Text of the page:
Academic journal article TCA Journal

Living without Free Will: Cambridge Studies in Philosophy

Academic journal article TCA Journal

Living without Free Will: Cambridge Studies in Philosophy

Article excerpt

Pereboom, Derek (2001)

Living without free will: Cambridge studies in philosophy

Cambridge, MASS: Cambridge University Press

Reviewed by Duffy Wilks

In a Peanuts cartoon strip, Charles Schulz' delightfully self-centered Lucy was once shown carrying a document around for everyone she knew to sign. After asking about the contents of the document, Charlie Brown was informed that (paraphrased) the instrument read something like, "I absolve Lucy from all blame and responsibility, in all situations, henceforth forever."- So would seem to read University of Vermont Philosophy Department chair Derek Pereboom's recent book, entitled Living without free will.

In the cartoon, recognizing the imagined benefits of such a document as Lucy's, Charlie Brown immediately exclaimed, "That would be a nice document to have!" And, at first glance, Pereboom's Living without free will would seem to be a good possession for those seeking escape from true moral responsibility. Following a deterministic theme, Pereboom makes a case for "hard incompatibilism," presenting a treatise which argues that the type of free will essential to moral responsibility does not exist, hence, neither does moral responsibility.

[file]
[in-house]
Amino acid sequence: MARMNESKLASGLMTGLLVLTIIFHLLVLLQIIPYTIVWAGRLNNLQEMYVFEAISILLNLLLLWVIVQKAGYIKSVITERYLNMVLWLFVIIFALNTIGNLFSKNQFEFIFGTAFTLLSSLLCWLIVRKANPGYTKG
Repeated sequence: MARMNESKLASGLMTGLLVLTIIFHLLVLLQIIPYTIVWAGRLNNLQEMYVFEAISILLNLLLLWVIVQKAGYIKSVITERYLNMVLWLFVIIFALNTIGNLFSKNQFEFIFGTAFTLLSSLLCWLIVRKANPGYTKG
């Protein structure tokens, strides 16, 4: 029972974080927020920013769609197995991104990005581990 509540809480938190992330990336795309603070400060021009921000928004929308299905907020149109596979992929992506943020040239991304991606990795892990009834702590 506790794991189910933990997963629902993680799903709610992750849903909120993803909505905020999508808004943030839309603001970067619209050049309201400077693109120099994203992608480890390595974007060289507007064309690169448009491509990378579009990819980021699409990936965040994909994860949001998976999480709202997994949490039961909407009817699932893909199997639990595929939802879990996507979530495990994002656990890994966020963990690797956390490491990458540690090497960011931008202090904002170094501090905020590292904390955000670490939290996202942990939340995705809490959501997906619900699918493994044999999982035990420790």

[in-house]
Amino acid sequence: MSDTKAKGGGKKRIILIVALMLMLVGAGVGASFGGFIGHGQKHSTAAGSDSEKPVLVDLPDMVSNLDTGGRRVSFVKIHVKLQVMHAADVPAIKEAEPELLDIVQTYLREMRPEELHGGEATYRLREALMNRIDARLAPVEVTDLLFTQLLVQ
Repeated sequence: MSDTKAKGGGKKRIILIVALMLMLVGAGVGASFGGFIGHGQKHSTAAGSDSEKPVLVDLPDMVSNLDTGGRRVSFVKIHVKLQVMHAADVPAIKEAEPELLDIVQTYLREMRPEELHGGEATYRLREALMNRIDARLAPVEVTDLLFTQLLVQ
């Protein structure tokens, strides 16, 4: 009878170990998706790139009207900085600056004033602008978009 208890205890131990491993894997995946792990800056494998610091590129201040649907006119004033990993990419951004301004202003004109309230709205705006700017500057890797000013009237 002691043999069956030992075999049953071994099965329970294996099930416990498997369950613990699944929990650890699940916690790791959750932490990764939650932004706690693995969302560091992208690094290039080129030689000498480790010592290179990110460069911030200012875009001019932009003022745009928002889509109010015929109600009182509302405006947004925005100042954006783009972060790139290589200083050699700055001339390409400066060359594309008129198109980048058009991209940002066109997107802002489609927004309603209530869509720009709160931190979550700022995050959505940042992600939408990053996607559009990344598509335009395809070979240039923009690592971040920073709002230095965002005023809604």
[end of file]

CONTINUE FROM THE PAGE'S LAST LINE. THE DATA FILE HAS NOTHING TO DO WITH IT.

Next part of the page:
This 213-page book is divided into an Introduction and seven chapters. In the Introduction, the author presents an overview of the on-going free will-determinism debate, including a table developed by G. Strawson that identifies nine possible theoretical positions relating to determinism and moral free will. …

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